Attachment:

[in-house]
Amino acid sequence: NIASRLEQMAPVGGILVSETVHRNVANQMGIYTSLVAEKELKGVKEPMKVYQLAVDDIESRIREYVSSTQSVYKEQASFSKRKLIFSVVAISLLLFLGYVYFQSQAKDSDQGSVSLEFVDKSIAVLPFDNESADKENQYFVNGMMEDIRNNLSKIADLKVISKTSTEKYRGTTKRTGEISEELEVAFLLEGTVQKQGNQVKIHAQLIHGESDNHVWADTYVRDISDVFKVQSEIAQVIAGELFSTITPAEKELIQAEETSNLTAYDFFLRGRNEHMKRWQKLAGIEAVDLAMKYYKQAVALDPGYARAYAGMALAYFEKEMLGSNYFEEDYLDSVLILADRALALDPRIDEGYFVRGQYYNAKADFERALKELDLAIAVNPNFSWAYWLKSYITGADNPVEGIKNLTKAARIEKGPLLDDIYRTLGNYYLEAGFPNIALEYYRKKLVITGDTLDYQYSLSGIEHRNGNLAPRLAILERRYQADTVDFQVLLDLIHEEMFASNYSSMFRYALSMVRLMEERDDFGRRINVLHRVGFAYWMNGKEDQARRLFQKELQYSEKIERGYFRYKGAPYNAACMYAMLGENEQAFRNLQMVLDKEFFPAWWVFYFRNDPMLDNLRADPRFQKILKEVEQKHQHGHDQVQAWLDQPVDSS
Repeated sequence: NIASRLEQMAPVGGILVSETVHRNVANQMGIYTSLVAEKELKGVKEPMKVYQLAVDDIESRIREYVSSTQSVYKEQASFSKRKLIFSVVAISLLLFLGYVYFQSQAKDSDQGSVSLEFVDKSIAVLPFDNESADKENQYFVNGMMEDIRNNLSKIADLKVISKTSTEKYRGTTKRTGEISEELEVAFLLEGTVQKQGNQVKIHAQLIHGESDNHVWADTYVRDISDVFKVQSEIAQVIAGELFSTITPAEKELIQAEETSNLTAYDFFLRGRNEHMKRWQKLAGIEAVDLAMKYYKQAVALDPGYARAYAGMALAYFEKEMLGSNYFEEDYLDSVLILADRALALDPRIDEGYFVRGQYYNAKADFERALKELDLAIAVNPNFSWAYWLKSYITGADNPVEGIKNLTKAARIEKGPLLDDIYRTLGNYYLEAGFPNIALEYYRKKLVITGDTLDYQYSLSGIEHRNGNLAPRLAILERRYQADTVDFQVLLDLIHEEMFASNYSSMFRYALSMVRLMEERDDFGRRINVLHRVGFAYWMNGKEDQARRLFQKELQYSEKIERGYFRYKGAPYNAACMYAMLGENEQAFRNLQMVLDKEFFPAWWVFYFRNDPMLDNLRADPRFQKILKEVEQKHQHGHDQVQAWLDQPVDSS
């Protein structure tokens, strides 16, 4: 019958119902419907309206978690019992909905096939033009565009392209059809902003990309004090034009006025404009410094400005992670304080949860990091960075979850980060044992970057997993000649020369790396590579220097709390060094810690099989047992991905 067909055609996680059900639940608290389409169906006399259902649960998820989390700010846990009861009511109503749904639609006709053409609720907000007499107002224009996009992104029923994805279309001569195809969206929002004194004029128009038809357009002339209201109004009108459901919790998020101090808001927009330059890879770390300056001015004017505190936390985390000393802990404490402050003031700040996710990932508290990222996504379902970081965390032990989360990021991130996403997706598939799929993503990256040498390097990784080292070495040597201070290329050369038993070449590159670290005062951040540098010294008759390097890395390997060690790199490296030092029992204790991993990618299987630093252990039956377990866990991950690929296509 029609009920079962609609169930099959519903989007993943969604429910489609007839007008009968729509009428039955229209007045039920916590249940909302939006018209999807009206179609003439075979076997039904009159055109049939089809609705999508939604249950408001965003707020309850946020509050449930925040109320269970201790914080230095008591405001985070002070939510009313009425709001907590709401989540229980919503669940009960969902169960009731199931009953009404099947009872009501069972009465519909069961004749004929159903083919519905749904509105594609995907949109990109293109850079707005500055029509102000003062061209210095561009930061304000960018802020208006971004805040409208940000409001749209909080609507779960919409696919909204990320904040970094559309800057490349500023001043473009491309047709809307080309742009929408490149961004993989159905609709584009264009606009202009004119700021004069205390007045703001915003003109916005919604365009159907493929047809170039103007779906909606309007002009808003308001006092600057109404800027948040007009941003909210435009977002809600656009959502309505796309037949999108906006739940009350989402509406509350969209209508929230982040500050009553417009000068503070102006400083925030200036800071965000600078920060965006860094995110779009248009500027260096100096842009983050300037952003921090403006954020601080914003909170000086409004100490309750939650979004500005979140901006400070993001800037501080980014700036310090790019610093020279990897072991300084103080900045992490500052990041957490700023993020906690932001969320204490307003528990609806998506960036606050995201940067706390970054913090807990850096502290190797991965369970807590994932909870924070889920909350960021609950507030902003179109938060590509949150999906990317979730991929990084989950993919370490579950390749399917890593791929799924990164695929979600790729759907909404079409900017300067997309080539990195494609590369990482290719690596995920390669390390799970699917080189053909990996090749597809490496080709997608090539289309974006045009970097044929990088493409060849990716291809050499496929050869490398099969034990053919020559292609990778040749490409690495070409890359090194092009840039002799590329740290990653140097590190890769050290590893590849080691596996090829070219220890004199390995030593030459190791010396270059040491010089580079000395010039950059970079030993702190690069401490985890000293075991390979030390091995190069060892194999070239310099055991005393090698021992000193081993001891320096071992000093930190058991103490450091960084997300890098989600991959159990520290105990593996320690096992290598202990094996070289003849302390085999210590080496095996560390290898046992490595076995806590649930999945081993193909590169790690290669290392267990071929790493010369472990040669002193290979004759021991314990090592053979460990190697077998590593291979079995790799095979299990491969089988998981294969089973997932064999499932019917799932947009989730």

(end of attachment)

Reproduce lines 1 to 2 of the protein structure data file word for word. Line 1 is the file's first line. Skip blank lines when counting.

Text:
[in-house]
Amino acid sequence: NIASRLEQMAPVGGILVSETVHRNVANQMGIYTSLVAEKELKGVKEPMKVYQLAVDDIESRIREYVSSTQSVYKEQASFSKRKLIFSVVAISLLLFLGYVYFQSQAKDSDQGSVSLEFVDKSIAVLPFDNESADKENQYFVNGMMEDIRNNLSKIADLKVISKTSTEKYRGTTKRTGEISEELEVAFLLEGTVQKQGNQVKIHAQLIHGESDNHVWADTYVRDISDVFKVQSEIAQVIAGELFSTITPAEKELIQAEETSNLTAYDFFLRGRNEHMKRWQKLAGIEAVDLAMKYYKQAVALDPGYARAYAGMALAYFEKEMLGSNYFEEDYLDSVLILADRALALDPRIDEGYFVRGQYYNAKADFERALKELDLAIAVNPNFSWAYWLKSYITGADNPVEGIKNLTKAARIEKGPLLDDIYRTLGNYYLEAGFPNIALEYYRKKLVITGDTLDYQYSLSGIEHRNGNLAPRLAILERRYQADTVDFQVLLDLIHEEMFASNYSSMFRYALSMVRLMEERDDFGRRINVLHRVGFAYWMNGKEDQARRLFQKELQYSEKIERGYFRYKGAPYNAACMYAMLGENEQAFRNLQMVLDKEFFPAWWVFYFRNDPMLDNLRADPRFQKILKEVEQKHQHGHDQVQAWLDQPVDSS